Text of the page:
Language perception seems to extend beyond sound to the visual cues of speech as well. Werker’s lab demonstrated this in an experiment involving three groups of infants (ages 4, 6, and 8 months) from monolingual English homes and two groups of infants (ages 6 and 8 months) from bilingual French-English homes. They showed each group silent video clips of three bilingual French-English speakers who recited sentences first in English or French and then switched to the other language.
The researchers found that 6-month-old babies from both bilingual French-English and monolingual English homes watched the video clips for a significantly longer period if the speaker switched languages, suggesting that they could distinguish between the languages visually. But by 8 months, only babies from a bilingual French-English home were able to tell the languages apart using visual cues.
In fact, living and working in Vancouver has given Werker ample opportunity to explore how cultural context shapes babies’ experiences with language. The Canadian city is home to a large Asian population, and many infants in that group grow up in bilingual environments. Experiments with infants in Vancouver have given Werker a window into the cultural cues that influence language perception and acquisition. In a recently published study, Werker and her colleague Lillian May played English-learning White infants sentences in both English and Cantonese and showed them pictures of White people or of people of Asian descent. They found that when the children were hearing Cantonese, they looked more at the Asian faces than when they were hearing English. But when they heard English, they looked at both White and Asian faces equally, indicating they already understood that only Asians were likely to speak both Cantonese and English.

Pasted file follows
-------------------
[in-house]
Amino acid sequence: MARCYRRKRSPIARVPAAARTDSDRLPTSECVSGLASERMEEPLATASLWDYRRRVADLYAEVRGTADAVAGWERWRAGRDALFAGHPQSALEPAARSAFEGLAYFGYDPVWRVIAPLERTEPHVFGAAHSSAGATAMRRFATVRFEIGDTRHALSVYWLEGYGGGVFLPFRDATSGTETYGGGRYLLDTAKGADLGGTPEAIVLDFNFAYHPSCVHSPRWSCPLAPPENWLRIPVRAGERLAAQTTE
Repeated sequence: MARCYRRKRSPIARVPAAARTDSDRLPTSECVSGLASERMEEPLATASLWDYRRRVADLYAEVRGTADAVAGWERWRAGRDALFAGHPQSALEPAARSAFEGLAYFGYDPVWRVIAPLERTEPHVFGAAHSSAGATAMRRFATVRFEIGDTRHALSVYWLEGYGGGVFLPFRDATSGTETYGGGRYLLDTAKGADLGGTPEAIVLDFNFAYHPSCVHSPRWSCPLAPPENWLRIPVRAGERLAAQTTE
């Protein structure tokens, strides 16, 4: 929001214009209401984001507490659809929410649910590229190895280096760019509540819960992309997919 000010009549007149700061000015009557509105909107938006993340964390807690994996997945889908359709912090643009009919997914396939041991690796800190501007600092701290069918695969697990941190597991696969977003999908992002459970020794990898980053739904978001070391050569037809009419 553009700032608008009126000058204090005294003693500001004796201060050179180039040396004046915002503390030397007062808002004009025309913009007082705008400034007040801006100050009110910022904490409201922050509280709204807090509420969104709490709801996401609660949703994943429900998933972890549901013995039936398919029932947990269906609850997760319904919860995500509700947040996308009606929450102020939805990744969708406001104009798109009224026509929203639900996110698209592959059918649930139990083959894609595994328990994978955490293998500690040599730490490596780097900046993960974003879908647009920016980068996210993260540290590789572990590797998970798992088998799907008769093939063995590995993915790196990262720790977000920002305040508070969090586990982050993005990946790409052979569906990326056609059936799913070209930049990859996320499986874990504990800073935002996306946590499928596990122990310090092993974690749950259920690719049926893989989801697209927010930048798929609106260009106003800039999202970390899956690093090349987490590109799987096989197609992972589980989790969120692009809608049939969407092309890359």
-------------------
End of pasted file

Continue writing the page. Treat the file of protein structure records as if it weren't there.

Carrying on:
Werker’s work has also discovered a link between specific in utero experiences and language perception. That research has centered on the role that maternal depression during pregnancy can play in the timing of an infant’s language development. The studies have followed pregnant women experiencing depression, some being treated with antidepressants (specifically serotonin reuptake inhibitors) and others receiving no pharmacological treatment, along with expectant mothers with no symptoms of depression. Werker and colleagues have examined indicators such as the heart rates of unborn babies when they’re exposed to language. They also examined the babies’ language development at 6 and 10 months of age, using methods ranging from eye tracking to fMRI scans. They discovered that the infants of mothers treated with antidepressants stopped discriminating the sounds and sights of their native language at a younger age than the babies of depressed mothers who had received no pharmacological treatment.
Werker’s lab is following up with many of these children to see whether these correlations have lasting consequences for their language development.
Werker notes that this research has significant implications for language learning in children with disabilities, including hearing and visual impairments that prevent them from being exposed to the cues that typically drive language growth.
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May, L., Baron, A. S., Werker, J. F. (2019). Who can speak that language? Eleven-mont-old infants have language-dependent expectations regarding speaker ethnicity. Developmental Psychobiology, 61(6):859-873.
Maye, J., Werker, J. F., Gerken, L. (2002). Infant sensitivity to distributional information can affect phonetic discrimination. Cognition, 82(3): B101-11.
Pena, M., Werker, J. F., & Dehaene-Lambertz, G. (2012). Earlier speech exposure does not accelerate speech acquisition. Journal of Neuroscience, 32(33), 11159-11163.
Weikum, W., Oberlander, T. F., Hensch, T. K., & Werker, J. F. (2012). Prenatal exposure to antidepressants and depressed maternal mood alter trajectory of infant speech perception. Proceedings of the National Academy of Sciences, 109 (Supplement 2) 17221-17227.
Werker, J. F., Yeung, H. H., & Yoshida, K. A. (2012). How do infants become experts at native-speech perception? Current Directions in Psychological Science, 21(4), 221–226.